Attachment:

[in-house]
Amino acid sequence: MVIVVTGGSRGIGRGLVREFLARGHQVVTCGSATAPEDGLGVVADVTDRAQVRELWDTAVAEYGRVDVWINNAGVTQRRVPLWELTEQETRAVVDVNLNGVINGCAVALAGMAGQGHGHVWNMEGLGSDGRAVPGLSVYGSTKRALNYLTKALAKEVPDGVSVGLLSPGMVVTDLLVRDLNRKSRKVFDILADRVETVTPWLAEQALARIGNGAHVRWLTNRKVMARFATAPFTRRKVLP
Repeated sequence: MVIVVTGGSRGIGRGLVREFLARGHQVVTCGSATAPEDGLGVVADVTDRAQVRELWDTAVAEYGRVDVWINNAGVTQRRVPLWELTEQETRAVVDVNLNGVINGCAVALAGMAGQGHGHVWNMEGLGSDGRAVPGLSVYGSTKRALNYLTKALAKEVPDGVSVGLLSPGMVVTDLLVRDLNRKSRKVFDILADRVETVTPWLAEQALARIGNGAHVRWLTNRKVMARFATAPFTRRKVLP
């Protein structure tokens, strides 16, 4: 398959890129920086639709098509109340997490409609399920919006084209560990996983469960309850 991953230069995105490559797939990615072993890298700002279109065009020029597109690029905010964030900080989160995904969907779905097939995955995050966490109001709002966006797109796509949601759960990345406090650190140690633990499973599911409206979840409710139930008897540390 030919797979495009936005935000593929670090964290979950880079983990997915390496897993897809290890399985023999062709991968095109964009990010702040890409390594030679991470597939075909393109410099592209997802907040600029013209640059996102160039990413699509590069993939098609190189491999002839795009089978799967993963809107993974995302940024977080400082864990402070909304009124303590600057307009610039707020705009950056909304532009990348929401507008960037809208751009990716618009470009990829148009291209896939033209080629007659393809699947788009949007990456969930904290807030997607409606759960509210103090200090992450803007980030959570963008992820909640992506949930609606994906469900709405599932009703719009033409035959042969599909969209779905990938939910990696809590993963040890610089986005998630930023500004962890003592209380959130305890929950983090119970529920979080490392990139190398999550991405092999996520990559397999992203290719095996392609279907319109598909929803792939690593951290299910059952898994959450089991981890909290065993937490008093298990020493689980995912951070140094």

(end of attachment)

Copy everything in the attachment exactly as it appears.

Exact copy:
[in-house]
Amino acid sequence: MVIVVTGGSRGIGRGLVREFLARGHQVVTCGSATAPEDGLGVVADVTDRAQVRELWDTAVAEYGRVDVWINNAGVTQRRVPLWELTEQETRAVVDVNLNGVINGCAVALAGMAGQGHGHVWNMEGLGSDGRAVPGLSVYGSTKRALNYLTKALAKEVPDGVSVGLLSPGMVVTDLLVRDLNRKSRKVFDILADRVETVTPWLAEQALARIGNGAHVRWLTNRKVMARFATAPFTRRKVLP
Repeated sequence: MVIVVTGGSRGIGRGLVREFLARGHQVVTCGSATAPEDGLGVVADVTDRAQVRELWDTAVAEYGRVDVWINNAGVTQRRVPLWELTEQETRAVVDVNLNGVINGCAVALAGMAGQGHGHVWNMEGLGSDGRAVPGLSVYGSTKRALNYLTKALAKEVPDGVSVGLLSPGMVVTDLLVRDLNRKSRKVFDILADRVETVTPWLAEQALARIGNGAHVRWLTNRKVMARFATAPFTRRKVLP
């Protein structure tokens, strides 16, 4: 398959890129920086639709098509109340997490409609399920919006084209560990996983469960309850 991953230069995105490559797939990615072993890298700002279109065009020029597109690029905010964030900080989160995904969907779905097939995955995050966490109001709002966006797109796509949601759960990345406090650190140690633990499973599911409206979840409710139930008897540390 030919797979495009936005935000593929670090964290979950880079983990997915390496897993897809290890399985023999062709991968095109964009990010702040890409390594030679991470597939075909393109410099592209997802907040600029013209640059996102160039990413699509590069993939098609190189491999002839795009089978799967993963809107993974995302940024977080400082864990402070909304009124303590600057307009610039707020705009950056909304532009990348929401507008960037809208751009990716618009470009990829148009291209896939033209080629007659393809699947788009949007990456969930904290807030997607409606759960509210103090200090992450803007980030959570963008992820909640992506949930609606994906469900709405599932009703719009033409035959042969599909969209779905990938939910990696809590993963040890610089986005998630930023500004962890003592209380959130305890929950983090119970529920979080490392990139190398999550991405092999996520990559397999992203290719095996392609279907319109598909929803792939690593951290299910059952898994959450089991981890909290065993937490008093298990020493689980995912951070140094």